17. Brady nailed majority.

    I can mend a Skagit fair on a short to medium shot but it's difficulty increases with distance. With these intermediates I tend to get whatever, if any, aerial mend possible, then if needed one good flip of the run line [sometimes also an intermediate] and possibly tail of the head before it's sunk. At that point it's on auto pilot and fishes through. Stripping in against current tension raises the head where you can lift into next cast easily, or worse case, one roll up onto the surface then go.

    Our water/s are pretty littered with surface conflicts. It seems simpler [for me] if I can drop my swing in below the faster surface current and seam confliction/s that strive to pull your head into pretzel shapes.

    Maybe a bit off topic, but I'd love to hear members thoughts on mending / manipulating Skagit heads?
  18. I've been using tapered running lines. SGS mendmaster, cortland tapered, SA dragon tail. You lose some shooting distance but it definitely aids your ability to mend.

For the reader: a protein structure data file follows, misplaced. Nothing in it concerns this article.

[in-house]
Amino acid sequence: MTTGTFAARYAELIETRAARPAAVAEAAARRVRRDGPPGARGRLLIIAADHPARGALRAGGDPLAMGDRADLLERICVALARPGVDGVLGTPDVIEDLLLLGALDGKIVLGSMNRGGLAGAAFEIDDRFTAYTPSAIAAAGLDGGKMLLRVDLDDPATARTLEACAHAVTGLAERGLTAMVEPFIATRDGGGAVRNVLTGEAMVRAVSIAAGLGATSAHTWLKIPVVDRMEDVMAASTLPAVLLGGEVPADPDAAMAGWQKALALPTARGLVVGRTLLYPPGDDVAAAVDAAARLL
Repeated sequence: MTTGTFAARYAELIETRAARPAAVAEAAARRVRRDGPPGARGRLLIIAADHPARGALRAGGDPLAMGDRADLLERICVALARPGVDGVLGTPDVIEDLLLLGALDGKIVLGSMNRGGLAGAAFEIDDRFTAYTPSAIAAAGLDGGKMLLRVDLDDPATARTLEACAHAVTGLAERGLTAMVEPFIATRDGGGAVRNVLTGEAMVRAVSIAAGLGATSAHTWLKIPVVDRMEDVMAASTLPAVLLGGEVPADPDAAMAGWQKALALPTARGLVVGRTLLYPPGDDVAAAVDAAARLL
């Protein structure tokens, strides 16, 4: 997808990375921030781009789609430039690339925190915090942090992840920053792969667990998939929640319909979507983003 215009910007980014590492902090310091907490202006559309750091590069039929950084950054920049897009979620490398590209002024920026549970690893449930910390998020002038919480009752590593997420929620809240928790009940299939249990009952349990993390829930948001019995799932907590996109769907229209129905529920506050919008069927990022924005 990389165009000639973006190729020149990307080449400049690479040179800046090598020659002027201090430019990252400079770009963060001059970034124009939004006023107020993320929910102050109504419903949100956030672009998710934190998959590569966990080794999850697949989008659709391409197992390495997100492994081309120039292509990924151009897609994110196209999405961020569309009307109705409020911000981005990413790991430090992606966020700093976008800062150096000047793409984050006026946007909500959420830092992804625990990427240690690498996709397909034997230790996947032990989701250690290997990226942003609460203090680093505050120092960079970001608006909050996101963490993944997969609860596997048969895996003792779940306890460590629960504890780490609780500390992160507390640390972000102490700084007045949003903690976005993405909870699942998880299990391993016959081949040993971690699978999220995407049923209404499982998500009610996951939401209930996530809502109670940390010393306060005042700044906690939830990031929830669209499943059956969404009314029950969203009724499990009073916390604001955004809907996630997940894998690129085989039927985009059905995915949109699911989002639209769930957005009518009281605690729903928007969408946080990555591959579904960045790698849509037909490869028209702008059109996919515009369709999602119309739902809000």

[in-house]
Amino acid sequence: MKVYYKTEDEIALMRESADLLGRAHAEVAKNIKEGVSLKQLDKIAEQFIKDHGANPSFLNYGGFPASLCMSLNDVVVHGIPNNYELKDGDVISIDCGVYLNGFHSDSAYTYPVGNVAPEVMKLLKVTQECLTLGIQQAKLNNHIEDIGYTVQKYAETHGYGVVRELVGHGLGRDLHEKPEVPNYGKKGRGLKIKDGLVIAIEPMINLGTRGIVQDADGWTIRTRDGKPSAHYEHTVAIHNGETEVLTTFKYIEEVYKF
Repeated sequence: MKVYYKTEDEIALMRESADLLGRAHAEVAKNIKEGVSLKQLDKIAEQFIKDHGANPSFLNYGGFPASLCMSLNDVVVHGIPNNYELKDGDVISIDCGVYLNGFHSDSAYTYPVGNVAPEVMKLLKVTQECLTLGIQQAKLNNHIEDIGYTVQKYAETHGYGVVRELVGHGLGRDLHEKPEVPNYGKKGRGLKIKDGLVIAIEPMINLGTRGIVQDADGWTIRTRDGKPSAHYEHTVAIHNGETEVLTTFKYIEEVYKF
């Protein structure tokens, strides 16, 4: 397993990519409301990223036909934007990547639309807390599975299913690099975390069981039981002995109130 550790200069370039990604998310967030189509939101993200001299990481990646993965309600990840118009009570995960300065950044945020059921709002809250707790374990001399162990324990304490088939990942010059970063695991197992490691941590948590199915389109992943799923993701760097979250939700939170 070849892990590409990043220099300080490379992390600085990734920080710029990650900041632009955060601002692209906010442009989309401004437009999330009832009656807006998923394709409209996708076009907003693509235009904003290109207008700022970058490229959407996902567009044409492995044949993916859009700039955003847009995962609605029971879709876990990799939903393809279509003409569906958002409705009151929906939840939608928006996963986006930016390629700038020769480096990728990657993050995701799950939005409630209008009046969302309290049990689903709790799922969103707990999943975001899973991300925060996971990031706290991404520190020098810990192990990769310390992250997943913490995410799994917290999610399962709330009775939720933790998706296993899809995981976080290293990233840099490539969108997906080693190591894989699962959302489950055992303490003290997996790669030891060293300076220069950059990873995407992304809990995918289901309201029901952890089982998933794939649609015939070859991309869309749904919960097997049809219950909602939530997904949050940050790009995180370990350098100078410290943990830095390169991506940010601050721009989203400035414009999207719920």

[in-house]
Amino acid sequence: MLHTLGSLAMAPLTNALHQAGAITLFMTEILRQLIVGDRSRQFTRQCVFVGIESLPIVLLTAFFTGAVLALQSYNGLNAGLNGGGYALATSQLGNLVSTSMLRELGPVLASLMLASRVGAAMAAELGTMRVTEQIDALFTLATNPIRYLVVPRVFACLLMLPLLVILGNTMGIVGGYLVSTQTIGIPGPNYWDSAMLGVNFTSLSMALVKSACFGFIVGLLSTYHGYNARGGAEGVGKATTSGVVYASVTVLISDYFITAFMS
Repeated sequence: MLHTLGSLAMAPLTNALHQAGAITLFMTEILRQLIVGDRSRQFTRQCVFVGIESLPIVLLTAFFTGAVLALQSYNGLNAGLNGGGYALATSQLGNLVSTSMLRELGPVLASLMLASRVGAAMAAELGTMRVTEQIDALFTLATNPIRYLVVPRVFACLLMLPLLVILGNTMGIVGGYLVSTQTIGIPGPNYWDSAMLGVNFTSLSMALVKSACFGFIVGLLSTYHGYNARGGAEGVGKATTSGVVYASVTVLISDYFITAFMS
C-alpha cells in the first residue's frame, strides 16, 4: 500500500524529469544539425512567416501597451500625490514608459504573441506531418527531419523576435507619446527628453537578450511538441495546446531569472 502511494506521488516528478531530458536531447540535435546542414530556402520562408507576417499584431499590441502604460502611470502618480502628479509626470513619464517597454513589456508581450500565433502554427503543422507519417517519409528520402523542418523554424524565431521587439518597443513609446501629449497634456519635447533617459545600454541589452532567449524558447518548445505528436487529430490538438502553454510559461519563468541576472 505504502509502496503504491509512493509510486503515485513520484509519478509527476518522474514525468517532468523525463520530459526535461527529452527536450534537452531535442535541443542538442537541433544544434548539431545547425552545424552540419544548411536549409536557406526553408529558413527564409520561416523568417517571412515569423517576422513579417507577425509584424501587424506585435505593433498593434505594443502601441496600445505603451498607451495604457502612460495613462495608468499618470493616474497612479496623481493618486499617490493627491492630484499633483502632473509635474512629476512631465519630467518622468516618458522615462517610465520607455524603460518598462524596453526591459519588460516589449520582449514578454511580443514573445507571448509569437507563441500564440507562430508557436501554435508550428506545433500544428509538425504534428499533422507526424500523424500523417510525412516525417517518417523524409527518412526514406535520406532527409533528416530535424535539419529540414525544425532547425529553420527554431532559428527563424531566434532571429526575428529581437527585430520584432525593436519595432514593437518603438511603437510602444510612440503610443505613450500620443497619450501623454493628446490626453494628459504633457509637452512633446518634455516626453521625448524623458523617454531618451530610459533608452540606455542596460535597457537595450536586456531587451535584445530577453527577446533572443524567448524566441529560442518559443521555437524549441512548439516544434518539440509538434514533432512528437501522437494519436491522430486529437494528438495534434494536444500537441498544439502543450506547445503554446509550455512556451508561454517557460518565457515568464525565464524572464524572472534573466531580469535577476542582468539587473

19. what shotgunner didn't mention ( or I didn't see it) salmo is the intermediate head actually goes just sub's about (my estimation) 20% slower through the swing then a floating is noticeable and will keep your fly in the zone longer without the added mend...being subsurface also allows the fly to not be effected as much by surface chop...

    OK, again been there and done that..the intermediate heads and now sinking ones are very interesting..and IMHO an excellent choice in clear water with smaller flies...

    What intrigued me more is a line I heard they were coming out with or have this last year, which is a barely subsurface line for DRY FLY fishing, skating of bugs....That line could be wicked good IMHO for said application or grease lining....Never heard if it did come out yet or not though..
  20. The new line I want to try this winter is the triple density compensated lines. I've got one ordered so I'll report my findings after some field testing and line stretching.